As a longtime champion of converting unused downtown office space to affordable housing, and as the new chair of the Housing Committee, I laud Mayor Bowser’s goal of housing 15,000 residents downtown over the next five years. The District is facing a housing crisis that has real implications for both our residents and our local economy. Too many longtime Washingtonians are being displaced, and, at the same time, businesses are balking at locating in DC because of a lack of affordable housing for employees.
The strength of the District’s economy as a whole depends on a strong downtown. In Q1 of 2022, DC’s Central Business District had a commercial vacancy rate of 19.8%. And even before the pandemic, downtown went dark at 5:00 PM. We need to reimagine and revive our downtown. To do that in this changing economy, we must transition underutilized office space to new mixed-income housing, which will spur 24/7 economic activity.
In 2017, I successfully led the Council to fund a study on converting office spaces to housing because of the then record-high office vacancy rates and our desperate need for more housing. Office-to-housing conversions have happened slowly in the District and around the world. Now is the time to accelerate these efforts, and to focus them on mixed-income housing.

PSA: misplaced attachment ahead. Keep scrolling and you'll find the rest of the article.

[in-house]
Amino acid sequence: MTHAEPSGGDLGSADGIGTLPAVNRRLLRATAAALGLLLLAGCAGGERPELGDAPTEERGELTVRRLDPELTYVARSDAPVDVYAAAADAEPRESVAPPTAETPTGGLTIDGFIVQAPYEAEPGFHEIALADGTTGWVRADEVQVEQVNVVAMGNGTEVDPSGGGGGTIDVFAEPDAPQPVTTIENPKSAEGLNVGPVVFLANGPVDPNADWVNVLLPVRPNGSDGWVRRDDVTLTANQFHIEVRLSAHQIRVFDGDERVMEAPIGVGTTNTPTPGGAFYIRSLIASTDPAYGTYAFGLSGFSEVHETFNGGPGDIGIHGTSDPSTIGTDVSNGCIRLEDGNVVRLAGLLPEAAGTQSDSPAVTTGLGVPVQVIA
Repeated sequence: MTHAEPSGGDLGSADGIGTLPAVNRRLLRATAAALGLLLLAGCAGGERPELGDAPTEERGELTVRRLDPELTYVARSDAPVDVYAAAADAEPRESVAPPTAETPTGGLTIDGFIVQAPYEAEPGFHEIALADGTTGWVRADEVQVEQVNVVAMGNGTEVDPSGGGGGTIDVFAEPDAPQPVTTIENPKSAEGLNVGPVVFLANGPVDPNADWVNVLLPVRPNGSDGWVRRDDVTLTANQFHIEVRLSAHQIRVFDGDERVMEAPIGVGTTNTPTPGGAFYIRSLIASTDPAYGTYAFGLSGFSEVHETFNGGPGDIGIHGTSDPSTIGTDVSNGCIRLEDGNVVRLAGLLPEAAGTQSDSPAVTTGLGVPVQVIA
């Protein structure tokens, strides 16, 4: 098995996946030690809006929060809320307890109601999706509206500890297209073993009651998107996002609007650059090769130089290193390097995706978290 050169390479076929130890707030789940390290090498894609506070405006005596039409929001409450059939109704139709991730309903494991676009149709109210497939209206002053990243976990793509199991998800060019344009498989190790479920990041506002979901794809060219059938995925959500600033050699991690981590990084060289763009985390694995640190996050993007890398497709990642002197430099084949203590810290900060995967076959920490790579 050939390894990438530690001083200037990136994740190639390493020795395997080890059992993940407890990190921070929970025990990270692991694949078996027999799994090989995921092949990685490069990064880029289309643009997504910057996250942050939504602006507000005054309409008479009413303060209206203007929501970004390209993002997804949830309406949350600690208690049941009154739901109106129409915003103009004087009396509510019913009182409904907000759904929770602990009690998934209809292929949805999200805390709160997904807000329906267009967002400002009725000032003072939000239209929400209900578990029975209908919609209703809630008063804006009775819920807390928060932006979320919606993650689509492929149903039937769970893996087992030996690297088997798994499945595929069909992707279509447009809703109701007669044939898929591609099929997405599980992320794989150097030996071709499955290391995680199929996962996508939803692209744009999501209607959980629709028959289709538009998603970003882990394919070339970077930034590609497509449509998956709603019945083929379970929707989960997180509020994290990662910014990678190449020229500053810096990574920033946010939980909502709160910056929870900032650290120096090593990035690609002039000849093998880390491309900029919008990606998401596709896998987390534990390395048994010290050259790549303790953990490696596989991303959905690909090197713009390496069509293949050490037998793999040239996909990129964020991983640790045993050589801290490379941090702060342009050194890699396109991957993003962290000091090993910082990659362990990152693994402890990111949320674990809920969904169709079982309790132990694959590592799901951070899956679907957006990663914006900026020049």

The Mayor’s goal is a good strategy to address DC’s housing crisis and to reduce the strain on our struggling office market. As we execute this, we must also focus on maximizing inclusion of District resident families at a range of incomes. I look forward to working with the Mayor and the Council to achieve this goal for District residents, and, as we head into oversight and budget season, I urge the Mayor to contemplate major investments in converting empty downtown office space to affordable housing.